Margaret Thatcher became leader of the Conservative Party on 11 February 1975 (forty-five years ago). In some ways, this was a more momentous event than the 1979 election, which brought the first Thatcher government to power. For a start, the 1975 leadership context (unlike the 1979 general election) produced a surprise.
Thatcher was not expected to win. She had been a Cabinet minister for only a few years and the office that she had held, Education Secretary, was seen as a traditional one for women.
Most importantly, Thatcher had no experience of foreign and defence policy (crucial areas for a prime minister). The latter was particularly important because Britain in the 1970s was still governed by the generation that had been formed by the Second World War.
Edward Heath (who Thatcher had challenged for the leadership) had been a lieutenant colonel. The Conservative front bench was full of men – such as William Whitelaw or Lord Carrington – who had won medals for gallantry.
Historical curiosity or a shift in attitudes to women in Britain?
This tied in with a wider point. The political establishment in 1975 was, to an extent that is hard to recapture now, almost exclusively male. Schools (at least the schools at which Tory ministers were educated) were single sex and the political clubs in which plots were hatched were all male.
It was, indeed, this clubby, male camaraderie that made all Thatcher’s potential rivals for the party leadership reluctant to challenge Heath in the first round of the leadership election and it was this hesitation that gave Thatcher her chance.
Other, more established candidates, entered the contest in the second round, after Heath had stood down, but, by then, Thatcher had established her position.
As a female leader of the Conservative Party, Thatcher was, at first, remarkably vulnerable: she was still a long way from being the confident and powerful figure that she would become after the Falklands War of 1982.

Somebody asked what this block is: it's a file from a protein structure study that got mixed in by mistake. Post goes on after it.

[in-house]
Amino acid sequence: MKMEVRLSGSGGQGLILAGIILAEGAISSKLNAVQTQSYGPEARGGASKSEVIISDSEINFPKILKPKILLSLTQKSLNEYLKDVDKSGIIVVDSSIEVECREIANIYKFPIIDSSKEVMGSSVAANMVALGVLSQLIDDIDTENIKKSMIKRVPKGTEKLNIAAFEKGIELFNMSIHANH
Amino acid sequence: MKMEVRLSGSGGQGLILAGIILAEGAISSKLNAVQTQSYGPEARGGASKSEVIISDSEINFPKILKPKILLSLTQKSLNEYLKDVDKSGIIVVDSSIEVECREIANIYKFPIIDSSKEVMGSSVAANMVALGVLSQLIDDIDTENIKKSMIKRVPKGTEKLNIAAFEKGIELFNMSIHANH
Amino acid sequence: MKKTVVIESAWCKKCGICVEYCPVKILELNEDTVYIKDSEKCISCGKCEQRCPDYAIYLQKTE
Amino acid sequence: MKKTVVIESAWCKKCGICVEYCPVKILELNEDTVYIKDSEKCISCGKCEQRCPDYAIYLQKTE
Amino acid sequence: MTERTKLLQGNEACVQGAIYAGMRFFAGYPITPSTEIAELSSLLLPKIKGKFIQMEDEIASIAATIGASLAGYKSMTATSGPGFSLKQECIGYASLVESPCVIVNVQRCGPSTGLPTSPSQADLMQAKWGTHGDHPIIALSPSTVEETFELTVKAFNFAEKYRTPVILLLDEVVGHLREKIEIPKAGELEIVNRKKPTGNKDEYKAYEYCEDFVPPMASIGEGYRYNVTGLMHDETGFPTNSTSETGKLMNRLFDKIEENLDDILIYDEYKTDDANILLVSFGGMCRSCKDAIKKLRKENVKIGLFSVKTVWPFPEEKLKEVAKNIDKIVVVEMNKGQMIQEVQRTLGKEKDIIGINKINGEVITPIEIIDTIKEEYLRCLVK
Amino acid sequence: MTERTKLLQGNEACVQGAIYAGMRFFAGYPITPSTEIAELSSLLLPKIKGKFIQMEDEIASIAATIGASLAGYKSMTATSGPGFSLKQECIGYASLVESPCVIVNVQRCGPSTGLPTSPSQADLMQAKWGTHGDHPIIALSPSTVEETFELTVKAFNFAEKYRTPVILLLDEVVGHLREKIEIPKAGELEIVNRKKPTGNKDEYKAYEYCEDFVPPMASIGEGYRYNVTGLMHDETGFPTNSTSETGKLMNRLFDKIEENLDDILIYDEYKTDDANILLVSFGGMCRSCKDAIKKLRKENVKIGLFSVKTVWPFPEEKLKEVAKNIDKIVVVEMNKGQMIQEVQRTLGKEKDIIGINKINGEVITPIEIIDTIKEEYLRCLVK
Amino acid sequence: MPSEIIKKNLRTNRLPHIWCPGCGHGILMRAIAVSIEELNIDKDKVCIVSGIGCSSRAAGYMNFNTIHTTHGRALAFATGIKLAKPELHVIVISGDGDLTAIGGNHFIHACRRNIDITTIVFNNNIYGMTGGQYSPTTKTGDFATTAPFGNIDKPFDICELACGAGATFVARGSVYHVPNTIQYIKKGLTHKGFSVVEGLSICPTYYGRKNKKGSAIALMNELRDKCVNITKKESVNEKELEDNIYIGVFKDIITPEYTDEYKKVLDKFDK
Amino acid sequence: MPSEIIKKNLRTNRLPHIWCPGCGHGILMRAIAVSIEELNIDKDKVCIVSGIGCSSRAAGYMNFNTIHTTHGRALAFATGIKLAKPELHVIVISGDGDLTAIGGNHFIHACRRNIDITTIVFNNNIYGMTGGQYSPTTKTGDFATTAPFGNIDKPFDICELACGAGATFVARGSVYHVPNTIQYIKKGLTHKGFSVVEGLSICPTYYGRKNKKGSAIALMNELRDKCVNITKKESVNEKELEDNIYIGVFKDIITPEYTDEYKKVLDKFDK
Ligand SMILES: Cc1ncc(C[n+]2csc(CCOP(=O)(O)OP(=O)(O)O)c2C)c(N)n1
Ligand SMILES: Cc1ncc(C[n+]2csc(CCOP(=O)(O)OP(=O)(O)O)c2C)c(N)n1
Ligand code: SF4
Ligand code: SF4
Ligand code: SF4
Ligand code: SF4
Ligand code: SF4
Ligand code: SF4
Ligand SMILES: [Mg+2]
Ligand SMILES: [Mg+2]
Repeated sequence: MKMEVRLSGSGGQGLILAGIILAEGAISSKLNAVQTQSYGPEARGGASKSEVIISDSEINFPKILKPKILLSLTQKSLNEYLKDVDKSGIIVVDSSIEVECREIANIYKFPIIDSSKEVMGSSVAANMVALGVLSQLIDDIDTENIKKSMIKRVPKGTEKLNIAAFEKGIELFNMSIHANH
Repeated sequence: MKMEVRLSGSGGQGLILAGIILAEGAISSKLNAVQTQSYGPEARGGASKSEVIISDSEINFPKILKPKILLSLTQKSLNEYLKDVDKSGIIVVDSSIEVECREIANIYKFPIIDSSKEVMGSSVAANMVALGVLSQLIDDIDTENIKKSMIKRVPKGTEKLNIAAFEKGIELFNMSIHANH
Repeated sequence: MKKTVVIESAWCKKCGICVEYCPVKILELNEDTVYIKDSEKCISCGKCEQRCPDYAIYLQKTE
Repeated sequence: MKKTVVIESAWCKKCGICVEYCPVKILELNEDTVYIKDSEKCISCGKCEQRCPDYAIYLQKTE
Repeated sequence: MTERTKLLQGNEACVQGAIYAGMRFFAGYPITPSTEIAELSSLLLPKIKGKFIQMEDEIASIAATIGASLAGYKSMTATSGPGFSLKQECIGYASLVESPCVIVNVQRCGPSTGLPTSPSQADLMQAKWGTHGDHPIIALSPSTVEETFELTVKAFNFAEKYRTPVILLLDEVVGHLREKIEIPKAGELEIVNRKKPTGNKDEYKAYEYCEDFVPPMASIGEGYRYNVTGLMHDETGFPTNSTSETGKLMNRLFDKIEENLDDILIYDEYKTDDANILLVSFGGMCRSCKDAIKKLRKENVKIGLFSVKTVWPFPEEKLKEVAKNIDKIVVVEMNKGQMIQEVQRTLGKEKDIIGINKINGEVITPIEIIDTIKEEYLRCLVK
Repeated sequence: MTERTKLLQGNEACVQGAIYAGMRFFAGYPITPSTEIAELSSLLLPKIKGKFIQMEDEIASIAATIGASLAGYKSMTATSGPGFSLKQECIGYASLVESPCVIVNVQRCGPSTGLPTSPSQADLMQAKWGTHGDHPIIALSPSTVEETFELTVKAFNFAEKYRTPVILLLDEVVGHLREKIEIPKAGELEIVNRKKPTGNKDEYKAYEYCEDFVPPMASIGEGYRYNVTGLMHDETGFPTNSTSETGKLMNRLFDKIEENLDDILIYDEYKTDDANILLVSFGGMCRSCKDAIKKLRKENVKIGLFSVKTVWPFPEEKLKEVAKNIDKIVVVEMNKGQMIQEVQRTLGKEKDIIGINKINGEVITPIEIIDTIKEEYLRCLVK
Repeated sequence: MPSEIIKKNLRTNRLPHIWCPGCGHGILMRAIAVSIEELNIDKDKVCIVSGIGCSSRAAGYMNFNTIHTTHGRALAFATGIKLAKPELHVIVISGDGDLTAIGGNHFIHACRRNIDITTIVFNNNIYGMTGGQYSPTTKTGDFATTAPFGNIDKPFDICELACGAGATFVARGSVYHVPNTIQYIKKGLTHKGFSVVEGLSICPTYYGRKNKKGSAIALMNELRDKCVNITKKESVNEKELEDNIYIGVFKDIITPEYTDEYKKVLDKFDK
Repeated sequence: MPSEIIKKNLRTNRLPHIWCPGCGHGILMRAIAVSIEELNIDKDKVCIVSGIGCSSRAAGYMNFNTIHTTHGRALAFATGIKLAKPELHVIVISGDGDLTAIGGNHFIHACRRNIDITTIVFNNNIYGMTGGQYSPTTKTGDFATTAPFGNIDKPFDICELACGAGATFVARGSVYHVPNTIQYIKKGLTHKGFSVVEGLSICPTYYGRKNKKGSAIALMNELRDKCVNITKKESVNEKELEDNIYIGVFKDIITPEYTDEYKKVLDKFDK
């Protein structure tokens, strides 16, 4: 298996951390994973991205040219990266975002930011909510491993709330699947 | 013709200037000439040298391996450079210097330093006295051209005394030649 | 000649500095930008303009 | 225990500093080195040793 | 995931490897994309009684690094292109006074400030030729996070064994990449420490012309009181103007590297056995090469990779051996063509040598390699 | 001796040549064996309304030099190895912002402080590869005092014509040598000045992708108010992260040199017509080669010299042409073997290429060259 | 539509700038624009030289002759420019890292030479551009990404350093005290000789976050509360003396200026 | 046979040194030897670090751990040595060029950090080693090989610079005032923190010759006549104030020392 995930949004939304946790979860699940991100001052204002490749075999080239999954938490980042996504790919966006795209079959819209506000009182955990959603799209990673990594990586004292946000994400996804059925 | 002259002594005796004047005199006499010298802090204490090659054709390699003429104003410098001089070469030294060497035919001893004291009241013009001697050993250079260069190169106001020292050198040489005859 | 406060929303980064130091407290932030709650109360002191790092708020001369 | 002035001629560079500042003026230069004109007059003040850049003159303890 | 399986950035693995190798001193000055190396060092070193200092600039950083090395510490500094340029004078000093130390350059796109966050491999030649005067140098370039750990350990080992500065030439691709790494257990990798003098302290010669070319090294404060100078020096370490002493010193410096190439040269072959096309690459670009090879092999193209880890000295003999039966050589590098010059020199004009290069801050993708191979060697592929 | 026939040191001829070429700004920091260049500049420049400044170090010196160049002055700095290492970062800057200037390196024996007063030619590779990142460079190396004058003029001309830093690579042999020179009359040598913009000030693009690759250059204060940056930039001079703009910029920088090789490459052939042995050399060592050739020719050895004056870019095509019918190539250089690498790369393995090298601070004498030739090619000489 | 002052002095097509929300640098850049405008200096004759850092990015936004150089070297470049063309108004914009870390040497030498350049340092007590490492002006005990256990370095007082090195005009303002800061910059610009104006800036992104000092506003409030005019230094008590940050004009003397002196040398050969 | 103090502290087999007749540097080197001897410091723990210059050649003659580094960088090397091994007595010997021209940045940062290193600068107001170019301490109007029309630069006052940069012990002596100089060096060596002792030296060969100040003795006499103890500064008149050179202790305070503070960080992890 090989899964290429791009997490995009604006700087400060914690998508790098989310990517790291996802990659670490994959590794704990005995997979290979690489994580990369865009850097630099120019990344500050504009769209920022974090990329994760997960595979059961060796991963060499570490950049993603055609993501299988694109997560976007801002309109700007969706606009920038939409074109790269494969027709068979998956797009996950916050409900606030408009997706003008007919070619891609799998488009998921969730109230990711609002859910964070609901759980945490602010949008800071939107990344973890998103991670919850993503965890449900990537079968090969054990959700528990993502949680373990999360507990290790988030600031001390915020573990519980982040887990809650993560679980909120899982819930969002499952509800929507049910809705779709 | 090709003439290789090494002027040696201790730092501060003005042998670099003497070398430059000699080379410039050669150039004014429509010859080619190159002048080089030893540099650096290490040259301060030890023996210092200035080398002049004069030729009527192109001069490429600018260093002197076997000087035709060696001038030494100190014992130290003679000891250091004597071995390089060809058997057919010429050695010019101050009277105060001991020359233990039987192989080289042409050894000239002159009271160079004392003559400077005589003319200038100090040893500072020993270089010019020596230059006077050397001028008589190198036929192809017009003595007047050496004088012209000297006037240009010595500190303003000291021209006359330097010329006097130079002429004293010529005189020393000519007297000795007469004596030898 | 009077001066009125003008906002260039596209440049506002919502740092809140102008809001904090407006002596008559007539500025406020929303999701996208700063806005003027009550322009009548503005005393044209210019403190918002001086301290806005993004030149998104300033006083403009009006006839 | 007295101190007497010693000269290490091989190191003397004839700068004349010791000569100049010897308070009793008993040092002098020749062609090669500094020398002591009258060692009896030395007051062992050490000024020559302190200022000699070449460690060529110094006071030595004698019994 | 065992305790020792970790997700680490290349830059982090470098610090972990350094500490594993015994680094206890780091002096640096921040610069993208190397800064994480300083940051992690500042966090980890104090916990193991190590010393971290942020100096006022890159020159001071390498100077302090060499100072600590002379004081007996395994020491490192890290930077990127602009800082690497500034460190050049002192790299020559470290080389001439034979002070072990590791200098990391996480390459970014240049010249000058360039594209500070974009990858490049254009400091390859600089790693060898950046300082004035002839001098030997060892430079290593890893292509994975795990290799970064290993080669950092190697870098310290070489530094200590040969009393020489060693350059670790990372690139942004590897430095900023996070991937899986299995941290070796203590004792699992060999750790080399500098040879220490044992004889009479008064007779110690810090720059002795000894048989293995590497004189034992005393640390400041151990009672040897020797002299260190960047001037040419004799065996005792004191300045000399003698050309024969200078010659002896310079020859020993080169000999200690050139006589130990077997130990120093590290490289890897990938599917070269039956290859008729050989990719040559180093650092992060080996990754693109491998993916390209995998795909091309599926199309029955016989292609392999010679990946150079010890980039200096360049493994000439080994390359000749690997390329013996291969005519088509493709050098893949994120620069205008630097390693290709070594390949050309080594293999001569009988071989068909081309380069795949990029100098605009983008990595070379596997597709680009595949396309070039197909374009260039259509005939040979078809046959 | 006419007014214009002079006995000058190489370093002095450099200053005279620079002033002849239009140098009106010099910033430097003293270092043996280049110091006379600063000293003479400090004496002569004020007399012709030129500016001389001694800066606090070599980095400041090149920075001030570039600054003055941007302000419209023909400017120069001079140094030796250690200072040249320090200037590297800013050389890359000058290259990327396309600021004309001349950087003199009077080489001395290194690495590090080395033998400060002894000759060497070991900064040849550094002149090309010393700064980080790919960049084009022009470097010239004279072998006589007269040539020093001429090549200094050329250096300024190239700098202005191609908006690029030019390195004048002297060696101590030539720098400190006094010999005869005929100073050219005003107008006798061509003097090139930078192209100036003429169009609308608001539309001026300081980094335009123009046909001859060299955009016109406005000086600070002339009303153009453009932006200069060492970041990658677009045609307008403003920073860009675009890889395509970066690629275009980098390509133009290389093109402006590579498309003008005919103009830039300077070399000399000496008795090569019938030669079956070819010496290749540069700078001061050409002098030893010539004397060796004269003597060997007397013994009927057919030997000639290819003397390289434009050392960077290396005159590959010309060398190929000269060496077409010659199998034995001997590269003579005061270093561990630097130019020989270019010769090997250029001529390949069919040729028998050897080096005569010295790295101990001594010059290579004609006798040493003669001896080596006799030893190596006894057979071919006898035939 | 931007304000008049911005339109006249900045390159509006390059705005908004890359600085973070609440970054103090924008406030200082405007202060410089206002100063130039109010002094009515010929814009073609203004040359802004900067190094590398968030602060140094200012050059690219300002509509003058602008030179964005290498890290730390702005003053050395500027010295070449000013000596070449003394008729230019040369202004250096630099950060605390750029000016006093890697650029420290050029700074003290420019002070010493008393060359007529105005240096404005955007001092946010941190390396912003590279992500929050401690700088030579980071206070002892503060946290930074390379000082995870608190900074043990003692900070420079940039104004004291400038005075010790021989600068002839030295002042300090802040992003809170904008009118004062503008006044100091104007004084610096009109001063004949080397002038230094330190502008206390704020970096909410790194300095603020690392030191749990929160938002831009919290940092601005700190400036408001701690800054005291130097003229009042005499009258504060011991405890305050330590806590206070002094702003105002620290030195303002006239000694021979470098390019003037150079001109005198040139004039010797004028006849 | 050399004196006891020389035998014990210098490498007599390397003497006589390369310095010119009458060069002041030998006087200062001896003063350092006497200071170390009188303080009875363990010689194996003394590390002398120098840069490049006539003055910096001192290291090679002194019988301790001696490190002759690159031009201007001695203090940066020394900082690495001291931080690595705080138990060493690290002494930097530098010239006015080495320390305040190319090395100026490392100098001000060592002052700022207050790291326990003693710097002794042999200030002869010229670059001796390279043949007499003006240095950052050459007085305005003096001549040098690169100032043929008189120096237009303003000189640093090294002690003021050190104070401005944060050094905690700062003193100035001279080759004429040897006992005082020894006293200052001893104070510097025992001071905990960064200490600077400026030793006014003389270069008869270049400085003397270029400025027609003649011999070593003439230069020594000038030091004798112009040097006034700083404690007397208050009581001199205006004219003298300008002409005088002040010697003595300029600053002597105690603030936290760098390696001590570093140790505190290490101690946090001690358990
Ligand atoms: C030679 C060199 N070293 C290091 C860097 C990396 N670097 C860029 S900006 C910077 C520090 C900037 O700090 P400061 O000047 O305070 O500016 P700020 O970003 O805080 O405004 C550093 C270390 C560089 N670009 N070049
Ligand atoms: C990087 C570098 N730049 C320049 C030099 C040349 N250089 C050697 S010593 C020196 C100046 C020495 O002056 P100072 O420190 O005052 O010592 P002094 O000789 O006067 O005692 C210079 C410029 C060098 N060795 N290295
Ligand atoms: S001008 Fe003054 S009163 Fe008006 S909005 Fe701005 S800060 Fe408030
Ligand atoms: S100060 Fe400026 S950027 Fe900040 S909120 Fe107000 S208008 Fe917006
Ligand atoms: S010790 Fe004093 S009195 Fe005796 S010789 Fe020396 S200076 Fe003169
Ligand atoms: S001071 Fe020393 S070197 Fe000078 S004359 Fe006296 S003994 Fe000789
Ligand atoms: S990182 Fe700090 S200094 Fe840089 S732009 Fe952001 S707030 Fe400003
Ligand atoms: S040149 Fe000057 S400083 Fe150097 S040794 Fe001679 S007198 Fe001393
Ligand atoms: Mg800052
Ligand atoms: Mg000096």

Some assumed that Thatcher would, in due course, be deposed by the patrician men who still controlled her party. Many talked as though there was something incongruous about the mere idea of a woman party leader.
When Thatcher complained about the ‘avuncular flannel’ of Jim Callaghan, the Labour prime minister, Callaghan replied that he had difficulty in imagining her as his niece. Many of the jokes about Thatcher were nastier and less amusing.
Thatcher came to power at a moment when many talked of ‘women’s liberation’ - Thatcher herself always used the rather derogatory abbreviation ‘women’s lib’.
This was the decade in which Germaine Greer’s Female Eunuch became a best-seller. But Thatcher – always carefully coiffured, never seen in public wearing trousers and speaking with a voice that seemed almost painfully careful – seemed to be the embodiment of everything that women’s liberation was against.
Thatcher’s victory in the Conservative leadership election seems, in retrospect, like the moment when Britain turned away from governments that had attempted to manage the economy or to appease the trade unions.
At the time, though, it was far from clear how far Thatcher would be able, or would wish, to deliver on the promises of some of her radical supporters.
In the short term, the most striking thing about the new party leader was simply her sex and the way in which she presented herself in this domain was a portent of her remarkable ability to make those who dealt with her (from both sides of any debate) feel uncomfortable.
Professor Richard Vinen specialises in twentieth century history and is the author of Thatcher's Britain.
December 2020 will mark the Anniversary of the fall of Margaret Thatcher, coinciding with the end of the post-Brexit transition period.